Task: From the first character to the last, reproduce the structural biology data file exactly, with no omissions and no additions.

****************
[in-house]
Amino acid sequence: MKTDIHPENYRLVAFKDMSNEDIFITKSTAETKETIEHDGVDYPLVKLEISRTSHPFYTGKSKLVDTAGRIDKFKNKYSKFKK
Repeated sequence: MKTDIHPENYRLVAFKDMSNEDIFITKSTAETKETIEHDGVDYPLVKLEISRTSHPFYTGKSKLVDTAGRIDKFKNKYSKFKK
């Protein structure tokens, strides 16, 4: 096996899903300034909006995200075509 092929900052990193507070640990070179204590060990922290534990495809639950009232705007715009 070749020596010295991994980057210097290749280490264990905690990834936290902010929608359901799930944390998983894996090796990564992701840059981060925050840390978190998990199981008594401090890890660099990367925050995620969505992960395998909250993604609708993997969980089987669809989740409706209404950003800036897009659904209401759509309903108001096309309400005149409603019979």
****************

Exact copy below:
[in-house]
Amino acid sequence: MKTDIHPENYRLVAFKDMSNEDIFITKSTAETKETIEHDGVDYPLVKLEISRTSHPFYTGKSKLVDTAGRIDKFKNKYSKFKK
Repeated sequence: MKTDIHPENYRLVAFKDMSNEDIFITKSTAETKETIEHDGVDYPLVKLEISRTSHPFYTGKSKLVDTAGRIDKFKNKYSKFKK
């Protein structure tokens, strides 16, 4: 096996899903300034909006995200075509 092929900052990193507070640990070179204590060990922290534990495809639950009232705007715009 070749020596010295991994980057210097290749280490264990905690990834936290902010929608359901799930944390998983894996090796990564992701840059981060925050840390978190998990199981008594401090890890660099990367925050995620969505992960395998909250993604609708993997969980089987669809989740409706209404950003800036897009659904209401759509309903108001096309309400005149409603019979």